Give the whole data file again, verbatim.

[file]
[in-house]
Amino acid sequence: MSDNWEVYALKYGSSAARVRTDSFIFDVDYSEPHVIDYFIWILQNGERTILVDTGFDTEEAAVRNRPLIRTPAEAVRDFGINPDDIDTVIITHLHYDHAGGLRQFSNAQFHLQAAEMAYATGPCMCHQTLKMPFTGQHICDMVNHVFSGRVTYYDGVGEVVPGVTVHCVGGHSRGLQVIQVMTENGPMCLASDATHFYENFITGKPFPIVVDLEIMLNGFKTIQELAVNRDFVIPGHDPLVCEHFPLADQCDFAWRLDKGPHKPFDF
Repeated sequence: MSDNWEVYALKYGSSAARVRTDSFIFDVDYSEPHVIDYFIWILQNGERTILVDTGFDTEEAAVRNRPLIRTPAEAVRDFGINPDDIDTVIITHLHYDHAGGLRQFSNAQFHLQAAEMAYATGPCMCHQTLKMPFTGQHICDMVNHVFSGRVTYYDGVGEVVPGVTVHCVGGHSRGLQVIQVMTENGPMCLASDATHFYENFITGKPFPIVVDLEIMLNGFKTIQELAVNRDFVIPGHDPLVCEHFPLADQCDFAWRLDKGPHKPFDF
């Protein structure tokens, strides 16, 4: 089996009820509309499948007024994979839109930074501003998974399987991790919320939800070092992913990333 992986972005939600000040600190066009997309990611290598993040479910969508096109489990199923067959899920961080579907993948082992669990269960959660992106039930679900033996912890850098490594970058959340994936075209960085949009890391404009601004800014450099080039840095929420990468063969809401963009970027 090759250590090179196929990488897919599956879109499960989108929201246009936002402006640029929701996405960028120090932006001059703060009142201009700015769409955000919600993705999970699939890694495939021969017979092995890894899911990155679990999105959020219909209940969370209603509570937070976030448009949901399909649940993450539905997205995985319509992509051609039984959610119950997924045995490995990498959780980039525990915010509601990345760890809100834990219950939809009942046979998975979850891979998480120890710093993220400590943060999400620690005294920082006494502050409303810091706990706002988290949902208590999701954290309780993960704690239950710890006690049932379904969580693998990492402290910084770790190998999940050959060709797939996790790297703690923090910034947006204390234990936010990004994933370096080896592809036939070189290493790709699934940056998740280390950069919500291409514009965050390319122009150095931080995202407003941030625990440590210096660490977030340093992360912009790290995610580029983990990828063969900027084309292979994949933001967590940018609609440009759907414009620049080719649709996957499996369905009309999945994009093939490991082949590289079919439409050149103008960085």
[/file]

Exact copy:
[in-house]
Amino acid sequence: MSDNWEVYALKYGSSAARVRTDSFIFDVDYSEPHVIDYFIWILQNGERTILVDTGFDTEEAAVRNRPLIRTPAEAVRDFGINPDDIDTVIITHLHYDHAGGLRQFSNAQFHLQAAEMAYATGPCMCHQTLKMPFTGQHICDMVNHVFSGRVTYYDGVGEVVPGVTVHCVGGHSRGLQVIQVMTENGPMCLASDATHFYENFITGKPFPIVVDLEIMLNGFKTIQELAVNRDFVIPGHDPLVCEHFPLADQCDFAWRLDKGPHKPFDF
Repeated sequence: MSDNWEVYALKYGSSAARVRTDSFIFDVDYSEPHVIDYFIWILQNGERTILVDTGFDTEEAAVRNRPLIRTPAEAVRDFGINPDDIDTVIITHLHYDHAGGLRQFSNAQFHLQAAEMAYATGPCMCHQTLKMPFTGQHICDMVNHVFSGRVTYYDGVGEVVPGVTVHCVGGHSRGLQVIQVMTENGPMCLASDATHFYENFITGKPFPIVVDLEIMLNGFKTIQELAVNRDFVIPGHDPLVCEHFPLADQCDFAWRLDKGPHKPFDF
């Protein structure tokens, strides 16, 4: 089996009820509309499948007024994979839109930074501003998974399987991790919320939800070092992913990333 992986972005939600000040600190066009997309990611290598993040479910969508096109489990199923067959899920961080579907993948082992669990269960959660992106039930679900033996912890850098490594970058959340994936075209960085949009890391404009601004800014450099080039840095929420990468063969809401963009970027 090759250590090179196929990488897919599956879109499960989108929201246009936002402006640029929701996405960028120090932006001059703060009142201009700015769409955000919600993705999970699939890694495939021969017979092995890894899911990155679990999105959020219909209940969370209603509570937070976030448009949901399909649940993450539905997205995985319509992509051609039984959610119950997924045995490995990498959780980039525990915010509601990345760890809100834990219950939809009942046979998975979850891979998480120890710093993220400590943060999400620690005294920082006494502050409303810091706990706002988290949902208590999701954290309780993960704690239950710890006690049932379904969580693998990492402290910084770790190998999940050959060709797939996790790297703690923090910034947006204390234990936010990004994933370096080896592809036939070189290493790709699934940056998740280390950069919500291409514009965050390319122009150095931080995202407003941030625990440590210096660490977030340093992360912009790290995610580029983990990828063969900027084309292979994949933001967590940018609609440009759907414009620049080719649709996957499996369905009309999945994009093939490991082949590289079919439409050149103008960085």